Last year, during a hangout for Techpointers and fans at the cinema, I saw the 'The Beasts of no nation' movie.
I tried playing the movie in my head again recently and I just want to asked some 'why,' 'what,' and 'how' questions, that can be applicable to businesses, especially startups. We are not going to discuss the characters or the work of the directors or any other crew members of the movie in this piece, we just want to look at the possible life lessons.
While the lessons are most appropriate for growing companies and startups, but you'll be the judge whether companies with considerable market share can also get something from it.
For context, just in case you haven't seen the movie yet, here's a short recap:
The rebel faction NDF commandant (Idris Elba's character) was summoned to the HQ after series of successful attacks with the expectation to be promoted. However, he was 'promoted' away from command and replaced by his efficient lieutenant. In response to being separated from field, Idris Elba's character forcefully carted away with the team to start his own independent rebel faction.
Lessons from the employer's Point of View
Valuing the contributions of key employees
No one is indispensable but how do you treat key employees whose work at the firm is bringing in sales and leads? Who usually takes the credit - the foot soldiers or just the pen warriors? And lets not even try bring in the 'Pen is mightier than sword' saying here.
Ideas are a kobo a dozen, so to speak. Does the employee with the idea get the praises while the one doing the implementation just get the normal 'that's a job well done'?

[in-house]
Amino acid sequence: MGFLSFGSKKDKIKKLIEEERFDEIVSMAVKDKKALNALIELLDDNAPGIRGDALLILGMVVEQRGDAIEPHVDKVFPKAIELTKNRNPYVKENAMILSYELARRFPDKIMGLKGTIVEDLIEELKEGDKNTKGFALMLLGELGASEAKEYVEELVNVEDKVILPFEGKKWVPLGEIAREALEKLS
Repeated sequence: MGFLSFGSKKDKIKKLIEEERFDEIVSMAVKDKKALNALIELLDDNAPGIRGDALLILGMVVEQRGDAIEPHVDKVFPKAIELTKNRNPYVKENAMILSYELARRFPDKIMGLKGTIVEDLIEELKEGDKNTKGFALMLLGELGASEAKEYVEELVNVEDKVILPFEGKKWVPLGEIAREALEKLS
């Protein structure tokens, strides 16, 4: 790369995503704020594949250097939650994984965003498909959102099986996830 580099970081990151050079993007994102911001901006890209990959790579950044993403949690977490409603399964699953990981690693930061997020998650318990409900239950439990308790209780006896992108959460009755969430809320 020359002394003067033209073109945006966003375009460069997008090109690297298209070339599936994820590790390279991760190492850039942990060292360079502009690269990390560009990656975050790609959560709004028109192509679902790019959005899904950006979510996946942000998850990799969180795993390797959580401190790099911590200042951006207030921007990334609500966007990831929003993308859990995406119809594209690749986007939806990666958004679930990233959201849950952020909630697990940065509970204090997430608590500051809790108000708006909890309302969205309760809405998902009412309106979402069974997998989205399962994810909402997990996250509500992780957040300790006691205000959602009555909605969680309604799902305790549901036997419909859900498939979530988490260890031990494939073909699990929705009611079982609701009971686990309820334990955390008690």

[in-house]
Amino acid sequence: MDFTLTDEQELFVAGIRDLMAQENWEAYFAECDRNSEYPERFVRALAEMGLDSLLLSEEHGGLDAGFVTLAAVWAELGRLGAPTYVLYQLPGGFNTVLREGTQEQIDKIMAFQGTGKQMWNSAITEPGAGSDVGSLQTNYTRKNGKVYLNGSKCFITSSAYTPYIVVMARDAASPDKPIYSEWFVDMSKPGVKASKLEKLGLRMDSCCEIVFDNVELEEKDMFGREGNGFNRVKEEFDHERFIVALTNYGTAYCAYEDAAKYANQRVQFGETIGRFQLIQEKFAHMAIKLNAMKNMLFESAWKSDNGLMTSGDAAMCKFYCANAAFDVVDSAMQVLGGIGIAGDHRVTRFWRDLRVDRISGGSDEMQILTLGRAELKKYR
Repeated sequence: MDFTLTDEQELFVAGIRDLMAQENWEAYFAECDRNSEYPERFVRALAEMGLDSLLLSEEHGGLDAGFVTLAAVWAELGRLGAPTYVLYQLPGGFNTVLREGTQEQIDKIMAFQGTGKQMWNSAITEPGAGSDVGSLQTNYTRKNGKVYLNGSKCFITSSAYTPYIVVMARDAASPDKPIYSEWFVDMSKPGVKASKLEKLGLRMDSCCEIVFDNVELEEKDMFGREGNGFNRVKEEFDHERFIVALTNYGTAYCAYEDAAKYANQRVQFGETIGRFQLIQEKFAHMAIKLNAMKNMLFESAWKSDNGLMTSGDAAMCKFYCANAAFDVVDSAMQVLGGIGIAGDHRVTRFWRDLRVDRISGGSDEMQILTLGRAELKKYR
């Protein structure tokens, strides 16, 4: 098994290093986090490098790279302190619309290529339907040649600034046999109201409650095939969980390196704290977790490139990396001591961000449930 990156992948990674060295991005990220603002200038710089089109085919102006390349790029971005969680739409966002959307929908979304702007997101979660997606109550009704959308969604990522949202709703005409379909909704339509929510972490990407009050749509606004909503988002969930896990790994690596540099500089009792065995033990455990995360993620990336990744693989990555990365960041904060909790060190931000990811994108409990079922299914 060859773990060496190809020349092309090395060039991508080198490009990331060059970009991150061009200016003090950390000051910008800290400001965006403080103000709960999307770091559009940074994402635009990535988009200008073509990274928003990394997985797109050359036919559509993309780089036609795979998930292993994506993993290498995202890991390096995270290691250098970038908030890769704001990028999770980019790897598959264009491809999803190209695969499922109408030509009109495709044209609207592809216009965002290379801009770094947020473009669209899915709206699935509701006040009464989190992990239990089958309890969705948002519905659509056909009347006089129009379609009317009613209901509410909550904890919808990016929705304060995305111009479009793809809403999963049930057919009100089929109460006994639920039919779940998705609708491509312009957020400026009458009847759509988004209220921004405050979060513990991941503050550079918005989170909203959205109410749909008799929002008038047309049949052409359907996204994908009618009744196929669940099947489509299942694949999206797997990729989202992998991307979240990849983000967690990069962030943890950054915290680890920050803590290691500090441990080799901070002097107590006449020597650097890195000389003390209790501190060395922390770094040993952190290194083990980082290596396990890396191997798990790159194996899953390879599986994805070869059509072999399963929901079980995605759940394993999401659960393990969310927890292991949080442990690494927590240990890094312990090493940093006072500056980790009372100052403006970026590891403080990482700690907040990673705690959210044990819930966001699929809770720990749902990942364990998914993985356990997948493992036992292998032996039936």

One can only imagine the opportunities that awaited the rebel faction should Idris Elba's character have been promoted and relieved of the command.
For the employees
Here are lessons employees that see the movie would learn
Being actually prepared to go solo
It not new that a key employee would leave to start his/her own business. Some of such companies live to tell the tales while some are just barely surviving to pay staff and bills.
The commandant ended up leading his team into the wild to dig for mineral resources that are not even there, and his team eventually turned against him for lack of provisions - foods and ammunitions. This could be likened to trying to solve a problem that doesn't even exist in the first place.
Are resources readily available to keep pushing? For how long would the capital push the startup without generating even a dollar in revenue? Sure there are source of funding like seeds, contest winnings or funding from angels investors.
The part of the experience
It's not just about the experience, can you inspire your team to work even when the remuneration isn't so fantastic? What about winning disagreeing staff to your side?
What about the experience? The experience is not just about managing business but people as well, which is key.
What other key business lessons do you think we can all learn from Beasts of no Nation?